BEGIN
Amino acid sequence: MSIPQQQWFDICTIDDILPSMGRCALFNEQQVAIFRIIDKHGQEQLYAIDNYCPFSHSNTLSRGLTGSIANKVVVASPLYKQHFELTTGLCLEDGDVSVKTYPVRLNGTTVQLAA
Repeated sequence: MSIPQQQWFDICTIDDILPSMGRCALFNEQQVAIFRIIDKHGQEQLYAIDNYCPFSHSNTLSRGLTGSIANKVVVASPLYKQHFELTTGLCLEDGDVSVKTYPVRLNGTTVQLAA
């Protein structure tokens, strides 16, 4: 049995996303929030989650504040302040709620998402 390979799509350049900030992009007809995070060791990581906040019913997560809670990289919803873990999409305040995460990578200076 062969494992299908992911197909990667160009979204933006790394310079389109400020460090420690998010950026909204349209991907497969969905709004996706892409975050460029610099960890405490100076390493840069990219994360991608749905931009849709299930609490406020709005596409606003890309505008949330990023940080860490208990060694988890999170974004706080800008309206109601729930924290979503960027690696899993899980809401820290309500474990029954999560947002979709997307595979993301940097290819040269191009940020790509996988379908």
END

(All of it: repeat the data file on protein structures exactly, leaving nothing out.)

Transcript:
Amino acid sequence: MSIPQQQWFDICTIDDILPSMGRCALFNEQQVAIFRIIDKHGQEQLYAIDNYCPFSHSNTLSRGLTGSIANKVVVASPLYKQHFELTTGLCLEDGDVSVKTYPVRLNGTTVQLAA
Repeated sequence: MSIPQQQWFDICTIDDILPSMGRCALFNEQQVAIFRIIDKHGQEQLYAIDNYCPFSHSNTLSRGLTGSIANKVVVASPLYKQHFELTTGLCLEDGDVSVKTYPVRLNGTTVQLAA
């Protein structure tokens, strides 16, 4: 049995996303929030989650504040302040709620998402 390979799509350049900030992009007809995070060791990581906040019913997560809670990289919803873990999409305040995460990578200076 062969494992299908992911197909990667160009979204933006790394310079389109400020460090420690998010950026909204349209991907497969969905709004996706892409975050460029610099960890405490100076390493840069990219994360991608749905931009849709299930609490406020709005596409606003890309505008949330990023940080860490208990060694988890999170974004706080800008309206109601729930924290979503960027690696899993899980809401820290309500474990029954999560947002979709997307595979993301940097290819040269191009940020790509996988379908």